A study, commissioned by AK EUROPA and the European Trade Union Institute (ETUI), deals with the involvement of social actors in the RRF. At an online event on 7 September 2021, the authors of the study presented their findings for the first time. The study concludes that, even though social actors are involved in the RRF process, their participation is running the risk of not having a substantial impact.
The Recovery and Resilience Facility (RRF) has been initiated at European level in response to the Covid-19 pandemic and its aftermath. Its aim is to provide Member States with financial support in their struggle against the crisis. A study, commissioned by AK EUROPA and the European Trade Union Institute (ETUI), deals with the important question concerning the existing possibilities for social stakeholders (trade unions, civil society) to influence the RRF process. The initial study results, which were simultaneously published within the scope of an AK EUROPA Policy Brief, were presented within the framework of a webinar.
The authors of the study, Bart Vanhercke (European Social Observatory) and Amy Verdun (University of Victoria, Canada) described the introduction of the Recovery and Resilience Facility (RRF), during which, under the pretext of swift implementation, the involvement and consultation of the stakeholders had been neglected. Hence, in the initial phase of the RRF, the role and the influence of social actors had only been marginal. Therefore, social actors had to explore different ways and networks in this new governance structure in order to be heard within the framework of this decision-making process. However, due to the emerging online meeting culture, social actors progressively succeeded in increasing their involvement in the political processes associated with the RRF.
In spite of this positive development, the study concludes that even though social actors had and used the opportunity of actively participating, their consultation, however, had no substantial impact on the RRF and the national plans. The study authors demanded social actors to be transparently and systematically involved in future, - a prerequisite for the RRF’s successful implementation.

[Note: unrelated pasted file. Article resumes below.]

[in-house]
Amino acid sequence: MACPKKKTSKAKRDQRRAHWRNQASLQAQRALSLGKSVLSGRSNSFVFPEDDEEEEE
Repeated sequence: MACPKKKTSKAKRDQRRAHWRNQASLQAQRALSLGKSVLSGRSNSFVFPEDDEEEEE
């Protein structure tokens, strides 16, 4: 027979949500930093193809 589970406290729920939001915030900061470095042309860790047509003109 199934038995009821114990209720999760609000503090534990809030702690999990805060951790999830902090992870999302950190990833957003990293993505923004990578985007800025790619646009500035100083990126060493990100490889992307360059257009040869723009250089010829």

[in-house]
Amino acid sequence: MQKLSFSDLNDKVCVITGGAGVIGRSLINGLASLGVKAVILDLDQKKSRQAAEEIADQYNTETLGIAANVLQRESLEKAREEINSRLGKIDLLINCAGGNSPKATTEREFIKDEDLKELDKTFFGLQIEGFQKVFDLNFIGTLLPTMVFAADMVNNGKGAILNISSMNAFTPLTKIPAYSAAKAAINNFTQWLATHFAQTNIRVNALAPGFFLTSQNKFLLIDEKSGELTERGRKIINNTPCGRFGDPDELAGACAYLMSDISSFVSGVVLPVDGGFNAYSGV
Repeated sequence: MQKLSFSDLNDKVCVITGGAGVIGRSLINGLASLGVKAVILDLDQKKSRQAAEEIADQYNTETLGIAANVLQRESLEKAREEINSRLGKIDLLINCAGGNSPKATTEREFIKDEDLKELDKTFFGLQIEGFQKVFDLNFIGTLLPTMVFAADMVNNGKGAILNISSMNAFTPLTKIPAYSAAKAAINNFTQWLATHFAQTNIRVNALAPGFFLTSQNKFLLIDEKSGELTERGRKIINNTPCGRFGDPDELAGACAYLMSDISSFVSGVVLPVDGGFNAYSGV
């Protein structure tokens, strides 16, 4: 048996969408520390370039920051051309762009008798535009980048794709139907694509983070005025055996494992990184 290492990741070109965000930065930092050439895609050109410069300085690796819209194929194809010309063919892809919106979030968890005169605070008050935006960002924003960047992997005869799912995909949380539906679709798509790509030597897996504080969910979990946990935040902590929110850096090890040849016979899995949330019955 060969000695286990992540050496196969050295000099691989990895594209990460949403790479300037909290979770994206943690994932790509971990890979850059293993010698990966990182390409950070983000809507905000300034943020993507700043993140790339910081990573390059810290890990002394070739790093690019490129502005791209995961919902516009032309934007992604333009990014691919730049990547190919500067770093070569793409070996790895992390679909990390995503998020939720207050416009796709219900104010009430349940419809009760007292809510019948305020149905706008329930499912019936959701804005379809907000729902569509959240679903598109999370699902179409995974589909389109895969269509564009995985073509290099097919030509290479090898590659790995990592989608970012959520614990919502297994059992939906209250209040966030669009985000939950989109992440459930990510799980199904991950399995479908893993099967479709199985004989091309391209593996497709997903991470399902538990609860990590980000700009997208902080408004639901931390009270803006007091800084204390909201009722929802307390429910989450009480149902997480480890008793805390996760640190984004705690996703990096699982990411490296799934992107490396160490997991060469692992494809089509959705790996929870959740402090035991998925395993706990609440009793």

Following this, Norbert Templ (AK Wien), outlined the involvement of labour representatives in preparing the Austrian RRF plan and criticised that social partners had only been marginally involved. He pointed out questionable institutional changes within the RRF process. By linking funds to certain milestones, the Commission would in future be able to take greater influence in national policy fields and possibly hold back funds if individual reforms are not implemented. Therefore, it will be of particular importance to realign and democratise the European Semester: the sustainable development of well-being must be enshrined in the European Semester as an overarching target. The European Parliament should be able to have a say in all parts of the European Semester – including the country-specific recommendations (CSRs). According to Templ, the intensive debate concerning the Stability and Growth Pact is also important. It is expected to take place in the coming months, when the Pact’s urgent need for reform, for example by enshrining a golden investment rule, will be discussed.
Sotiria Theodoropoulou, (European Trade Union Institute, ETUI), made it clear that the urgency of the RRF’s implementation must not come at the expense of actors’ lack of involvement. Apart from that, the Commission requires more political legitimacy. As a final point, she pointed out that the degree of social actors’ involvement strongly varies among Member States.
Benoît Lallemand (Finance Watch) referred to the necessity of turning away European policy from the primacy of the economy. He also pointed out that, due to the “fire extinguisher” strategy in implementing the RRF, civil society had little time to organise itself. Nonetheless, the opportunity of actor involvement should be used extensively. He referred to an Action Week, which Finance Watch has scheduled for the end of September 2021, in which AK EUROPA will also participate.
Within the scope of the discussion, Judith Vorbach (AK Oberösterreich and Member of the European Economic and Social Committee (EESC)) spoke of the key role, the programme ”Next Generation EU” plays regarding European integration; however, she emphatically expounded the problems in respect of the lacking participation of civil society and social partners. Even though the social dimension had been enshrined within the framework of Next Generation EU, it was not sufficiently elaborated. She accordingly emphasised the need to reform the European Semester and referred to the cohesion policies in the EU, in which the social dimension as well as the involvement of stakeholders play a key role.